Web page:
Click around on craft sites and social media often enough and you’ll come across the term “selfish knitting” along with its close cousin “selfish sewing.” These phrases are usually used to describe a project that’s just for the maker.
Of course I fully understand that the words are used with a sly wink, especially since I don’t know of anyone following knitting quotas. But I have an issue with it.
February Lady Sweater by Pamela Wynne in Malabrigo worsted; Daybreak by Stephen West in AVFKW Farm Series; Shirt no. 2; Skirt no. 1; Pants no. 2
You just can’t get away from the negative connotations of the word selfish. Perhaps we bandy the word about because people who are conditioned to be caregivers are supposed to be self-less. Society looks approvingly upon those who put other’s needs before their own and less so on those who do not.
There are many stories and fairy tales with this exact dichotomy on display, in which characters who only do things for themselves are cast in an unfavorable light.
Cria by Ysolda Teague IN Abundant Yarn & Dyeworks DK; Shirt no. 2; modified Dress no. 1; pants pattern forthcoming
Calling something selfish, even casually, helps reinforce the notion that making things in the service of others is somehow better. So if you are not knitting a Tomten Jacket for that new baby in your life, however distant the relation, well, shame on you.
We need to create things for ourselves without any associated guilt. Besides, the babies outgrow those things in minutes. That is a joke, because babies must learn to wear wool from an early age.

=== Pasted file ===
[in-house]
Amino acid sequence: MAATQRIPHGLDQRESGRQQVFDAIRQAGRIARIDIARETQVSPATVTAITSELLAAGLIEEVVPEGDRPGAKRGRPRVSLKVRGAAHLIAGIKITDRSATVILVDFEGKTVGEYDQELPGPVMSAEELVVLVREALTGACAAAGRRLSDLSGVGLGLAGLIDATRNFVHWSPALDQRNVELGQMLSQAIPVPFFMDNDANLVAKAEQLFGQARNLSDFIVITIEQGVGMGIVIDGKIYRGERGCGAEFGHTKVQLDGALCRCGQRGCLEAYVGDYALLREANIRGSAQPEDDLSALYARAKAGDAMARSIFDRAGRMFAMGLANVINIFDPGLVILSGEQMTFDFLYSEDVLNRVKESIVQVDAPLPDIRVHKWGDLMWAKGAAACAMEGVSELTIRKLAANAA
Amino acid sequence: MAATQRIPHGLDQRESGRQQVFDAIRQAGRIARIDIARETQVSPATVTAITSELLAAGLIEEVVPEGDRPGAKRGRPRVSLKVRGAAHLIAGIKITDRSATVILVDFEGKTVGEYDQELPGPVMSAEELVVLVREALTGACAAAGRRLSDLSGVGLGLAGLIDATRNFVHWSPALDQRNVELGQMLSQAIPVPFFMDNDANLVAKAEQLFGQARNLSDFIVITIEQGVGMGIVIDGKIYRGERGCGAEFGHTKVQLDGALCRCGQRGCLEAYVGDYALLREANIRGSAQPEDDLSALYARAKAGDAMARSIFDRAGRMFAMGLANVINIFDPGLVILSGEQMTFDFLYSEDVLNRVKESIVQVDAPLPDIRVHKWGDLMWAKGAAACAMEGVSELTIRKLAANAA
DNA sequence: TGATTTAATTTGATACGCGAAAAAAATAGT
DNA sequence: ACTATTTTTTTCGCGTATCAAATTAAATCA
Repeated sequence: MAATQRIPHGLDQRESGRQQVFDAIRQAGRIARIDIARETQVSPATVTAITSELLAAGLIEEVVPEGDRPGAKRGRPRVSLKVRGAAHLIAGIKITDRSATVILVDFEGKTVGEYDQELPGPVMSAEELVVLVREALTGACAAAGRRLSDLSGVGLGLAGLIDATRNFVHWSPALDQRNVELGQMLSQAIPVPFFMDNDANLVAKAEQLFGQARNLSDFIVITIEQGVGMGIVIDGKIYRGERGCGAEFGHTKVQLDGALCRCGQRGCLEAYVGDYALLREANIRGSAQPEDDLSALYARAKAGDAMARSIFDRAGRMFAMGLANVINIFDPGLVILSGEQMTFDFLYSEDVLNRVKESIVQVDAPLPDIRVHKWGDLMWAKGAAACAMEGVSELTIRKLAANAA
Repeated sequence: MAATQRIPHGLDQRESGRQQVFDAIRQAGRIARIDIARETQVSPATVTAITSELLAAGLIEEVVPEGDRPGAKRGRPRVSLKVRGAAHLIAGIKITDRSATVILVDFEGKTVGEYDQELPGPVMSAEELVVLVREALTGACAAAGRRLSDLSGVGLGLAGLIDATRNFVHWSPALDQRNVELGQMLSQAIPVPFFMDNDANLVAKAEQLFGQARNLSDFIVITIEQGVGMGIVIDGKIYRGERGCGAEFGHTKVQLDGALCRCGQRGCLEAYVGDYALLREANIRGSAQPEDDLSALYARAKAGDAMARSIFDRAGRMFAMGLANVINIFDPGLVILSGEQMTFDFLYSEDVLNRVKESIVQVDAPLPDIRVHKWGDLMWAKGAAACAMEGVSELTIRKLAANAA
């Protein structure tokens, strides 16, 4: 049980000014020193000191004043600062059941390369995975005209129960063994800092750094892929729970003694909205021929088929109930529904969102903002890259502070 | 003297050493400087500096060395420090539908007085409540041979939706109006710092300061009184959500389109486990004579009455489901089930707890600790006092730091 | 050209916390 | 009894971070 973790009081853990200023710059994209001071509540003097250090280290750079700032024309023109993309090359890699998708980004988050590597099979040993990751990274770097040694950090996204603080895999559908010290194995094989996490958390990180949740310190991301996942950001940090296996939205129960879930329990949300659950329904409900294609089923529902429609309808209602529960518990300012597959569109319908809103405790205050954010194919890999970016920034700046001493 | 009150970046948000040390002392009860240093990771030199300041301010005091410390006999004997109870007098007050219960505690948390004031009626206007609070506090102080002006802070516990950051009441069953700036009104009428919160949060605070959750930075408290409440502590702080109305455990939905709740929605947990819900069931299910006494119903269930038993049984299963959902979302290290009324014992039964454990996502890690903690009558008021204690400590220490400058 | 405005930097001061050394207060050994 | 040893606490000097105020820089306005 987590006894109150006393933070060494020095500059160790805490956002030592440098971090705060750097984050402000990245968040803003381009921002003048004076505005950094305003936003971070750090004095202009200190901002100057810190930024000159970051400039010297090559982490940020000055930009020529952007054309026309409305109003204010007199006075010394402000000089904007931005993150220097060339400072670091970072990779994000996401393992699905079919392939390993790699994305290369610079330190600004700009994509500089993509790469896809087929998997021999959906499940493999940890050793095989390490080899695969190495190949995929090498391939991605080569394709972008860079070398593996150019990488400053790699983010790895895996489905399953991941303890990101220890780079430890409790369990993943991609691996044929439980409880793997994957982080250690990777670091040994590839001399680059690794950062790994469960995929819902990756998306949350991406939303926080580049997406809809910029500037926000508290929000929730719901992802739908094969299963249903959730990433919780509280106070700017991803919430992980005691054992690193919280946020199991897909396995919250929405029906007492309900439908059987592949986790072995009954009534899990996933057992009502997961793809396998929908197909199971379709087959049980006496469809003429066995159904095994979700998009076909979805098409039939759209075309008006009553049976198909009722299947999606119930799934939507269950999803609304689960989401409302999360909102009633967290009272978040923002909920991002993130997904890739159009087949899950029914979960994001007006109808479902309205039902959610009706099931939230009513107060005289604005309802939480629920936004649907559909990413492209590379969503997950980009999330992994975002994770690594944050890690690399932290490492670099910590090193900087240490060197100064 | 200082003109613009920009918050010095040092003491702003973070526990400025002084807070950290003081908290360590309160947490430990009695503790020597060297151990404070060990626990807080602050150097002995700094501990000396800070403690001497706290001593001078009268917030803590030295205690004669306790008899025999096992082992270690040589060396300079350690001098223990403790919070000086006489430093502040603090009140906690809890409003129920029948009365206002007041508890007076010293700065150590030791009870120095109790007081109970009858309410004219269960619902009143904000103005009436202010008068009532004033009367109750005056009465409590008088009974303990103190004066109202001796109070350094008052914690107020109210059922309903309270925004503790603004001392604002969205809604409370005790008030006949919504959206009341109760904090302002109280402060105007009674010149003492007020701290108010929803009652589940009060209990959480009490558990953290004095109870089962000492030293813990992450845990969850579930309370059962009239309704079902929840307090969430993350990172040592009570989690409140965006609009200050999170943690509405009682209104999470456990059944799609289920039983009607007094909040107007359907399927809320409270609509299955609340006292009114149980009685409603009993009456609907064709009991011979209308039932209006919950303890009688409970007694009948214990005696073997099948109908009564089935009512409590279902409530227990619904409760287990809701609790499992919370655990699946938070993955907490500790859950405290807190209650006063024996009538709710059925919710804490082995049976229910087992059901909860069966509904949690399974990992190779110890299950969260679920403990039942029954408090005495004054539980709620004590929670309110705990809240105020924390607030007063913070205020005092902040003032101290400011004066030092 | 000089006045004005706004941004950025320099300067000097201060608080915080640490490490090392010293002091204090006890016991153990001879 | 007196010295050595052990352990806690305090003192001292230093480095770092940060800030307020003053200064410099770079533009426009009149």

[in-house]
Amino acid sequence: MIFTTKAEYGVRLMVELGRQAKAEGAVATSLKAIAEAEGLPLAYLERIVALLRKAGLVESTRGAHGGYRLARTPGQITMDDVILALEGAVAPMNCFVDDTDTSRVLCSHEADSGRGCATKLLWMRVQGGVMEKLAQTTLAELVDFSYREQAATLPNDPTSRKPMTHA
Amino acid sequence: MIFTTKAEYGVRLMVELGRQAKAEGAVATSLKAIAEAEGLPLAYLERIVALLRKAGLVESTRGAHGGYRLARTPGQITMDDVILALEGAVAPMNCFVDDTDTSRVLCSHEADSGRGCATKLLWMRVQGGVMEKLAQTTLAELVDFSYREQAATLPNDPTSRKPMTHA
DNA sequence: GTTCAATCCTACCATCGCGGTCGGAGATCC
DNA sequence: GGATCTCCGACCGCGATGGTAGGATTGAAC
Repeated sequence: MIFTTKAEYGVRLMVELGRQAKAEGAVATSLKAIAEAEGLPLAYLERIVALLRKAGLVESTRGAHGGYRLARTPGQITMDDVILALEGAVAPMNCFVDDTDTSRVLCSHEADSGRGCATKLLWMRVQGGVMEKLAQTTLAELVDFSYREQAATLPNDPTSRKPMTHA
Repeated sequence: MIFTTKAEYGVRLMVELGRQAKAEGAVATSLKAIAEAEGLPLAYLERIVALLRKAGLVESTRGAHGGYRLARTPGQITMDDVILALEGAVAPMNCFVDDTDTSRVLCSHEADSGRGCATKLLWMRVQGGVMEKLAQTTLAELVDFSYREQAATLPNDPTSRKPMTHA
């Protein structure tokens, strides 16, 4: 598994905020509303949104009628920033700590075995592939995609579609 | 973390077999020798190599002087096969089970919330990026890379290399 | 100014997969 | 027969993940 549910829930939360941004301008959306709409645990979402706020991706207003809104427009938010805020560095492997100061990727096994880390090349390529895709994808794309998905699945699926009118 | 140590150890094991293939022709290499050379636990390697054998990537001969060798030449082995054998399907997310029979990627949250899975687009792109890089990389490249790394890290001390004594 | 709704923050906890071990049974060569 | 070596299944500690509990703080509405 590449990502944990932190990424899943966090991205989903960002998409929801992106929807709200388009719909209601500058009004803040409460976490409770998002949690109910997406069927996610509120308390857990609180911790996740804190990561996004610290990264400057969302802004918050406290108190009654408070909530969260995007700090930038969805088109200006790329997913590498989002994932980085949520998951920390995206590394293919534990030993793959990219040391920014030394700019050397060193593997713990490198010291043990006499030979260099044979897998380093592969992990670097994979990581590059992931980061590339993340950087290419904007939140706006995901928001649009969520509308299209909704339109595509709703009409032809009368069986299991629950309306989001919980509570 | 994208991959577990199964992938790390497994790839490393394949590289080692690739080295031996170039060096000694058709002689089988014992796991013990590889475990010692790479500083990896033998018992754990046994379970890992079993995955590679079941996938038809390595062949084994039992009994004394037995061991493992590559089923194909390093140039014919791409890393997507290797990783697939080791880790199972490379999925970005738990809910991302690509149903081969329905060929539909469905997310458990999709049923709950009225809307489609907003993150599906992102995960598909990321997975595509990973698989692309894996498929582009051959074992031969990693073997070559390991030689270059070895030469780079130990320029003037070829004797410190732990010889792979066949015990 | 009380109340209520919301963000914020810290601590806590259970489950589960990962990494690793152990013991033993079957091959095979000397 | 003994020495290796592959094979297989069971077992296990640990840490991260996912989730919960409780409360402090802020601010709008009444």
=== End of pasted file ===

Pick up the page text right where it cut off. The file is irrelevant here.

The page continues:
Modified Featherweight Cardigan by Hannah Fettig in AVFKW Farm Series; Bitterroot Shawl by Rosemary Hill in Twirl Yarns Twirling Petals; Shirt no. 2; modified Dress no. 1; Pants no. 1
I might not have started from infancy, but I’m closing in on nearly ten years of wearing mostly handmade things. For me it’s a form of self love. I couldn’t find the clothes I wanted to wear, so first I started with knitting, then the rest of the garments followed. In some symbiotic way—I make what I like, like what I wear and this translates into my general contentment.
Thinking about yourself, does not necessarily mean disregard for others. It’s blessedly easy to remain in a world where every good attribute has an equivalent negative one. But as we grow, we learn that things are much more nuanced.
Modified Stopover by Mary Jane Mucklestone in Léttlopi and Noro kureyon; Shirt no. 2; Dress no. 1; Pants no. 2
All of this is in no way a judgment on people who garner real pleasure from making things for others, be it for gifts or charity. After all, there are many prolific knitters whose drawers are already stuffed to the brim with handknits and stopping is not an option. Maybe you’ve never made anything not for yourself and all your knitting is personal knitting. Just as long as you are meeting your needs. Because indulgent knitting or sewing and taking care of those needs, is important.